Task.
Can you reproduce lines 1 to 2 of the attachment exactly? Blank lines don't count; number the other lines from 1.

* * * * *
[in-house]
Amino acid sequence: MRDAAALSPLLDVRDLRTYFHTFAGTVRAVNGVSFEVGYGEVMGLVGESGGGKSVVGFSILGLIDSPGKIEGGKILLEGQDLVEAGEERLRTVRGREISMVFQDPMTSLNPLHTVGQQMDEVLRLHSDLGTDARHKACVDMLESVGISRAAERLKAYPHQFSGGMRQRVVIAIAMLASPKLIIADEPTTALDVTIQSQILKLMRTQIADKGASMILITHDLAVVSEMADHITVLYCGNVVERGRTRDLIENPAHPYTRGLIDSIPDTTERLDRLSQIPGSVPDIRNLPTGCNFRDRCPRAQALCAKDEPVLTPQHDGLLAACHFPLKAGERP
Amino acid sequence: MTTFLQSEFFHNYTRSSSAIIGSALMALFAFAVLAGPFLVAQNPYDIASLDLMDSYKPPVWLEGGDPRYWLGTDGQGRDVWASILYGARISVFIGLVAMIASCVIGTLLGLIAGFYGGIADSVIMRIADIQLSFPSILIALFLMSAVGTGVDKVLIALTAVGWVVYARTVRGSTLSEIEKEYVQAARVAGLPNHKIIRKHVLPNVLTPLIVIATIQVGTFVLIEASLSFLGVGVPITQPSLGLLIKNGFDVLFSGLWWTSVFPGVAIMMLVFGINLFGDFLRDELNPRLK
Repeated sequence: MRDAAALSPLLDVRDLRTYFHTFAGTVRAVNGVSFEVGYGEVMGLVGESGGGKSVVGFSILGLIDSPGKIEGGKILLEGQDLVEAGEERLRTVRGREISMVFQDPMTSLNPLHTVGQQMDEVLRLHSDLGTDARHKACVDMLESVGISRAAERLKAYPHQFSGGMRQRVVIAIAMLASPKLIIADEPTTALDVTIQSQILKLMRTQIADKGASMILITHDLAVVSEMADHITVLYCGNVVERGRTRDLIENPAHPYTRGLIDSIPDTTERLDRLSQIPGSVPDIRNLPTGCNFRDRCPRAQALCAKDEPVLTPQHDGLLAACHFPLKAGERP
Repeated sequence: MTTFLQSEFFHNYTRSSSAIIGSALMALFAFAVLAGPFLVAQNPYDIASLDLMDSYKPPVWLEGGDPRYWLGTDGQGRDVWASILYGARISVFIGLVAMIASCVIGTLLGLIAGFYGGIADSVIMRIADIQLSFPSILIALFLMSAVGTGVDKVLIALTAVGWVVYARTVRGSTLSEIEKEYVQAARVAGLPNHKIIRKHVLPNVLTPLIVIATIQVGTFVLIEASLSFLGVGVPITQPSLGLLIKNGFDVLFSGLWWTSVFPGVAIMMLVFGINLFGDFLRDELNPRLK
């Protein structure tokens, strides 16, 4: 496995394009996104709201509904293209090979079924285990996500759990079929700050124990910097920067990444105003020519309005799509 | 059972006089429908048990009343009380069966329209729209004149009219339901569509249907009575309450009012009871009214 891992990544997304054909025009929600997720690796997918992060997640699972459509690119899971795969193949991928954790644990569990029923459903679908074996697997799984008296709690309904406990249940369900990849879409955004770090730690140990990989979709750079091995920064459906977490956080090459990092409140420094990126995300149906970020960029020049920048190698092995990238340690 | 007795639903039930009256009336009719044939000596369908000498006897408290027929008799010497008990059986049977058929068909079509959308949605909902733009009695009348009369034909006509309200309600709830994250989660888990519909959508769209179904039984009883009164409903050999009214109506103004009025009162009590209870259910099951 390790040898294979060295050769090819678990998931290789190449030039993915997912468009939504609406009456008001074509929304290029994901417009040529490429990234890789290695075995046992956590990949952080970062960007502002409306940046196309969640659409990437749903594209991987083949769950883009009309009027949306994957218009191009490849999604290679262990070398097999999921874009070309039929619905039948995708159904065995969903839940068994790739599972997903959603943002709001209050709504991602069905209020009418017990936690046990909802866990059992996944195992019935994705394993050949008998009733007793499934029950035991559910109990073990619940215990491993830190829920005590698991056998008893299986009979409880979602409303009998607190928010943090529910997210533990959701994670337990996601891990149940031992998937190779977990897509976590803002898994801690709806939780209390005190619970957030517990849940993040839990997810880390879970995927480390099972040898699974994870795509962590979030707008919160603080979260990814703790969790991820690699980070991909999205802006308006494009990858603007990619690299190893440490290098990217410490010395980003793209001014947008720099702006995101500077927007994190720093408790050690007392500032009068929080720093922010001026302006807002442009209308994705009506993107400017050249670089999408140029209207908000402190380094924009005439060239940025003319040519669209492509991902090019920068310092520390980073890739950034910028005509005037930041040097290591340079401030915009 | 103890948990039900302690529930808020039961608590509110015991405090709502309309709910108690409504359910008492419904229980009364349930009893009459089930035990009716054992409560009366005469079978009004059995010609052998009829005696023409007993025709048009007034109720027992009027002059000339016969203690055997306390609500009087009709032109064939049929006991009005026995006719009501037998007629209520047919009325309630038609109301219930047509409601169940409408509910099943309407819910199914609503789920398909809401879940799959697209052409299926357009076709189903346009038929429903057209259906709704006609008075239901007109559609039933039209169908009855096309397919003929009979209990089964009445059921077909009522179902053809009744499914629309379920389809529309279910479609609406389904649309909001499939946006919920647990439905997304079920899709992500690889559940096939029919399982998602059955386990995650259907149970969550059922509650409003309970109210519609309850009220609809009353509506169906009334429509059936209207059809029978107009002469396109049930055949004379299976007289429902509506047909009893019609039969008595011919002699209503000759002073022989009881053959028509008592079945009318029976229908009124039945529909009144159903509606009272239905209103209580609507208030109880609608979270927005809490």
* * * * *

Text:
[in-house]
Amino acid sequence: MRDAAALSPLLDVRDLRTYFHTFAGTVRAVNGVSFEVGYGEVMGLVGESGGGKSVVGFSILGLIDSPGKIEGGKILLEGQDLVEAGEERLRTVRGREISMVFQDPMTSLNPLHTVGQQMDEVLRLHSDLGTDARHKACVDMLESVGISRAAERLKAYPHQFSGGMRQRVVIAIAMLASPKLIIADEPTTALDVTIQSQILKLMRTQIADKGASMILITHDLAVVSEMADHITVLYCGNVVERGRTRDLIENPAHPYTRGLIDSIPDTTERLDRLSQIPGSVPDIRNLPTGCNFRDRCPRAQALCAKDEPVLTPQHDGLLAACHFPLKAGERP